Originally posted by mlgable: |
When you had your last pap/pelvic exam did you mention to your doc about your excessive discharge? I am sure he/she would have checked for an infection if he thought their might be one.
Quite so, but the problem
from the doctor's point of view is that what he
(or she) sees, more often than not bears no connection with your complaint - or lack of it, unless
it is an obvious case of an offensive (smelly) discharge that was not there before.
much "in the eye of the beholder". The doctor may be slurping around in a pool of white, gooey stuff with the speculum, sometimes having to swab it out even to get a view, whilst the lady may claim "no complaints", or (s)he may just as likely find it virtually dry when there is
a complaint of discharge. In fact, quite often when a discharge is noticed and a swab shows Gardnerella (almost as common as "Thrush"), the lady has no complaints at all.
So, doctors have to treat on the complaint as much, perhaps more
than on what they actually find, either by eye or microscope.
In summary, if you've always been wet and "passed" the occasional exam, then that probably is
normal. You might not particularly like the normal
smell, but your partner may love it (or again, he may not - that
also varies from person to person). Probably no harm in seeing the doctor and to avoid wasting his time, telling him exactly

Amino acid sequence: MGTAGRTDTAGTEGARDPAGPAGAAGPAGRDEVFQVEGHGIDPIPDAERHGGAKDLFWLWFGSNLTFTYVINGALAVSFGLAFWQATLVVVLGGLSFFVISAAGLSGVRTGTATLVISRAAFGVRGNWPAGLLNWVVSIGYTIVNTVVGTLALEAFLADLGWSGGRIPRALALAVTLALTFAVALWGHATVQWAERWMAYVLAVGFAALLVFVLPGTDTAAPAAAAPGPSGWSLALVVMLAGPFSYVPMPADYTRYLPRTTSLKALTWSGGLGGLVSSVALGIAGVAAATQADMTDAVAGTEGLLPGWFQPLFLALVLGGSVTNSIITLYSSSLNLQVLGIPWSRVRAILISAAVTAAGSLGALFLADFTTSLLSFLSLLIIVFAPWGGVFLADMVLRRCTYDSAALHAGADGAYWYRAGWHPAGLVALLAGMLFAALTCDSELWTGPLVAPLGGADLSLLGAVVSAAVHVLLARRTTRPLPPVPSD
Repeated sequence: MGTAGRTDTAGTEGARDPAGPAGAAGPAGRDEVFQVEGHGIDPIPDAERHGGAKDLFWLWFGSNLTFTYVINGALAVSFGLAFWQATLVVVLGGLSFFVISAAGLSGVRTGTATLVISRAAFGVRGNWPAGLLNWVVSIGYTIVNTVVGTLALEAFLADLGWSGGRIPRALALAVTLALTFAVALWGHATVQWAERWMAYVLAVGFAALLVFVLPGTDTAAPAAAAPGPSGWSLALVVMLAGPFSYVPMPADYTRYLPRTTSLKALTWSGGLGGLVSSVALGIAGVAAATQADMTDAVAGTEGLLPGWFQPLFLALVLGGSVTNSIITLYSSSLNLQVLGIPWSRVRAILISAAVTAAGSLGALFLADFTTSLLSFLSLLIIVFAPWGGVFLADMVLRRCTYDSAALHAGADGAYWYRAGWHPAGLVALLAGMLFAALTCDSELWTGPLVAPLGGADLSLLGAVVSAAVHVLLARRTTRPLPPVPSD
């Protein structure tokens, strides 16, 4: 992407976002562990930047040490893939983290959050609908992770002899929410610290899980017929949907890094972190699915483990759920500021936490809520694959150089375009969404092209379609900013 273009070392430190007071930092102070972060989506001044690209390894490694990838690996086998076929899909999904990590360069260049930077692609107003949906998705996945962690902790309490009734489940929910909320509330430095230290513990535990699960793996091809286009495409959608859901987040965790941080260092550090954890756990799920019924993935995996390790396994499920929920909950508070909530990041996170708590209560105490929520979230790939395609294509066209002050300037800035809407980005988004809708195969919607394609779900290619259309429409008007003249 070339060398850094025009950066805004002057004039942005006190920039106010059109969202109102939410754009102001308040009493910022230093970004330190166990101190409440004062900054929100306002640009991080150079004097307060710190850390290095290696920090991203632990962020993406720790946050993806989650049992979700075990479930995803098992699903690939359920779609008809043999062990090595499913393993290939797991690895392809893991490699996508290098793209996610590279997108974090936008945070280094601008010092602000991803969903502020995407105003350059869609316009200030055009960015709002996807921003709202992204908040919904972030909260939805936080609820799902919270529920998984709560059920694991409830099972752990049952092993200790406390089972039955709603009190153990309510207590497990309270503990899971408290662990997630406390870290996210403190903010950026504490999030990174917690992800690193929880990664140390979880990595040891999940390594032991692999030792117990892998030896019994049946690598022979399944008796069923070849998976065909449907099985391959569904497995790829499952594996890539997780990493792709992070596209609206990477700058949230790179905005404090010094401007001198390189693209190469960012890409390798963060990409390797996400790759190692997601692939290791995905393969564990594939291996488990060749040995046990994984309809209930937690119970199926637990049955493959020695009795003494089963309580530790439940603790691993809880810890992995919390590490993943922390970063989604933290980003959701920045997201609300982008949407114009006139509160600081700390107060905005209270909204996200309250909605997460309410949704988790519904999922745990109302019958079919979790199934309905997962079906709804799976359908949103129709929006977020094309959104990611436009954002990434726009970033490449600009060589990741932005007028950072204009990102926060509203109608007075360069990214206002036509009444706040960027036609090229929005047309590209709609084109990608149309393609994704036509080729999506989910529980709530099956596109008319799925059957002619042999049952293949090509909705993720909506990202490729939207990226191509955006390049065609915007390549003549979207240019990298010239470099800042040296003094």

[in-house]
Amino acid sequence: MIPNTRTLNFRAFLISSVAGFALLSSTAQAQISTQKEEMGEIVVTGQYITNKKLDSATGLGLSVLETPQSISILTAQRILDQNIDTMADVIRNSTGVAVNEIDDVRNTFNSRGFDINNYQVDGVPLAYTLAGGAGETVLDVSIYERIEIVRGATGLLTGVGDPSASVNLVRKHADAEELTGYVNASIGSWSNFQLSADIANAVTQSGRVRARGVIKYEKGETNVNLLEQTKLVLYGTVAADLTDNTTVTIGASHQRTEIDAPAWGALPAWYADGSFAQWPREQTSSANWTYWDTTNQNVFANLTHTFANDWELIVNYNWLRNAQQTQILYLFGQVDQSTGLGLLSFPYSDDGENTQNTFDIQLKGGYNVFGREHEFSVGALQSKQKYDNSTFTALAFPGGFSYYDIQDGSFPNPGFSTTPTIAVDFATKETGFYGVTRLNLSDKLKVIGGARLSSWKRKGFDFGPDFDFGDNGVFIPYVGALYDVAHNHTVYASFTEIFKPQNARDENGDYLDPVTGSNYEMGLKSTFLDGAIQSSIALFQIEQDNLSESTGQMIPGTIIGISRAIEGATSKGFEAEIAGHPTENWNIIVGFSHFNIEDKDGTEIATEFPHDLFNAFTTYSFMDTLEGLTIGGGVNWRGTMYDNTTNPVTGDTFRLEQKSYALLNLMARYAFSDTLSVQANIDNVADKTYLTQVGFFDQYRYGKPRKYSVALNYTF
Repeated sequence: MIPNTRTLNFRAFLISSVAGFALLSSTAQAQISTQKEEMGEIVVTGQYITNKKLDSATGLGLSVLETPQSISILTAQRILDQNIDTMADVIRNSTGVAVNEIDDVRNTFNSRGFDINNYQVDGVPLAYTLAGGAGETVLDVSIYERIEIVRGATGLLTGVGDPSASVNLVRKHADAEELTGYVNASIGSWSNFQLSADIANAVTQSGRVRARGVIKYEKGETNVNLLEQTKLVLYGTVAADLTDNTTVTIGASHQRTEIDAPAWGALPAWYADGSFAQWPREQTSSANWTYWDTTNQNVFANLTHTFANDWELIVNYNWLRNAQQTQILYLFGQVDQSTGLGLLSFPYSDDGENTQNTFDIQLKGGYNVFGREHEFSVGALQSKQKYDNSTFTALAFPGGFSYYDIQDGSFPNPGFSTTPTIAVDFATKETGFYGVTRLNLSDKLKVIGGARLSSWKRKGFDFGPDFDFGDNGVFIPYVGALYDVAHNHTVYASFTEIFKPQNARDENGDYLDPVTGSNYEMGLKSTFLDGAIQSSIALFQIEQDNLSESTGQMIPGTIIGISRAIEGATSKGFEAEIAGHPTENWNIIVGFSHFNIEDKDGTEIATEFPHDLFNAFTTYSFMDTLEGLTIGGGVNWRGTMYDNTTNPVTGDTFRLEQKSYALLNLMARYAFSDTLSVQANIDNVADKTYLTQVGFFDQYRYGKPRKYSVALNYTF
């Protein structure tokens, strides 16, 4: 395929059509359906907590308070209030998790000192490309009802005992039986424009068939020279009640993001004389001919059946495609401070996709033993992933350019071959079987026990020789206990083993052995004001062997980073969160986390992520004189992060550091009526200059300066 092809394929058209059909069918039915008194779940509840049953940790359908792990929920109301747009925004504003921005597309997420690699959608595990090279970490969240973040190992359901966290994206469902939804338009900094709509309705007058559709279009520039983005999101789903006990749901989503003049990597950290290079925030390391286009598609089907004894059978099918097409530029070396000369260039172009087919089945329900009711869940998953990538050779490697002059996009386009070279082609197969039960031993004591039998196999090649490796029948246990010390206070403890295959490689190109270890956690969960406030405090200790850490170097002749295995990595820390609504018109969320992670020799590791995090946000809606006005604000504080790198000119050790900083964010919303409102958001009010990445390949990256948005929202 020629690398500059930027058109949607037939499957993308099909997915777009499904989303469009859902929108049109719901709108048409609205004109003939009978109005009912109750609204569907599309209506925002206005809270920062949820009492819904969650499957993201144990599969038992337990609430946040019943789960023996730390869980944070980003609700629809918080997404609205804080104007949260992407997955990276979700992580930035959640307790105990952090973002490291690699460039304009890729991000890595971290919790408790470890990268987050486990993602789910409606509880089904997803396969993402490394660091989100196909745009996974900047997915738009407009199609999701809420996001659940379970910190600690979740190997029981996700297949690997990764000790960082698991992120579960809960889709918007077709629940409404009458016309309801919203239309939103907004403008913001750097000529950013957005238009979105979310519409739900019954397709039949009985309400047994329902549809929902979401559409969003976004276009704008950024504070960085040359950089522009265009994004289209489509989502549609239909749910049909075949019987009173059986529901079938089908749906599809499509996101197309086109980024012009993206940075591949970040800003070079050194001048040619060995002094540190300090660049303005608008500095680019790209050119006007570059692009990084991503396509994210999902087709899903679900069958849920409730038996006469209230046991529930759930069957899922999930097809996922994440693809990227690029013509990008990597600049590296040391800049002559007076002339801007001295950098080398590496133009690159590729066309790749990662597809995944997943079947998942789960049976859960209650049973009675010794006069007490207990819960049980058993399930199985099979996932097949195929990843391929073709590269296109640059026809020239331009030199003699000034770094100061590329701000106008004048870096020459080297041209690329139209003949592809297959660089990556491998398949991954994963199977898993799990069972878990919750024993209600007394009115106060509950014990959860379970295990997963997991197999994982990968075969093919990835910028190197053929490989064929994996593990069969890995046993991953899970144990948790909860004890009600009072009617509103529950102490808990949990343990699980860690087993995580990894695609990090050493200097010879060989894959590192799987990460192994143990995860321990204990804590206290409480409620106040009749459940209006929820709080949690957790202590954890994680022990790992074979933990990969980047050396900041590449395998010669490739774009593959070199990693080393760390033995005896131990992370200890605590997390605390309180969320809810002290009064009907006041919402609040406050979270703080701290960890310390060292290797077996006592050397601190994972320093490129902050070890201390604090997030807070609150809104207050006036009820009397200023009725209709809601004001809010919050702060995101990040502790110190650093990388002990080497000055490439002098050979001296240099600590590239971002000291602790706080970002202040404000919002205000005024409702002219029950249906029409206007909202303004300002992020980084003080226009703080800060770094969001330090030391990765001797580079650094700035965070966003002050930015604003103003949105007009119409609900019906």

what concerns you, every aspect, and how much. That is - whether it's new or has been there "always", whether your concern is whether it's "normal" or not, or that you would like rid of it even if it is
normal (probably a tall order though), and the corresponding expectation about the smell.
Some women have what has historically been called an "erosion" of the cervix, nowadays re-named an "ectropion" or simply, pout
which is a much more correct description - the cervix is pouted and consequently shows the delicate (may even bleed if scraped) interior mucous-secreting lining to the acidic vaginal environment, becoming irritated in consequence and producing copious mucous to repel the acid.
If you add to this the surge of (stringy) mucous in mid-cycle due to ovulation when the mucous is altered to permit
the entry of sperm through the cervix, then it will
be more profuse at this time - unless
you are on hormonal contraception because no ovulation - no mucous surge. Ergo, hormonal contraception, especially the injection, might be one means of "drying it up".
An "ectropion" can be removed by cauterising - the lining that re-grows is non-mucous-secreting - but whilst this treatment (also used for some abnormalities found on Pap smears) is not too
likely to cause other problems, most (ethical) doctors are a little reluctant to perform procedures when there is no actual disease present.
And that is only effective where the discharge is primarily mucous. If it is not
mucous from the cervix, but simply vaginal secretions with all the normal
bacteria, that is not at all easy to alter (some women have it even after hysterectomy).
I presumably don't have to mention that this vaginal wetness is actually useful
in some respects.
Single most important suggestion: If and when at all
possible, Don't wear pants
[This message has been edited by paulb (edited 10-26-2002).]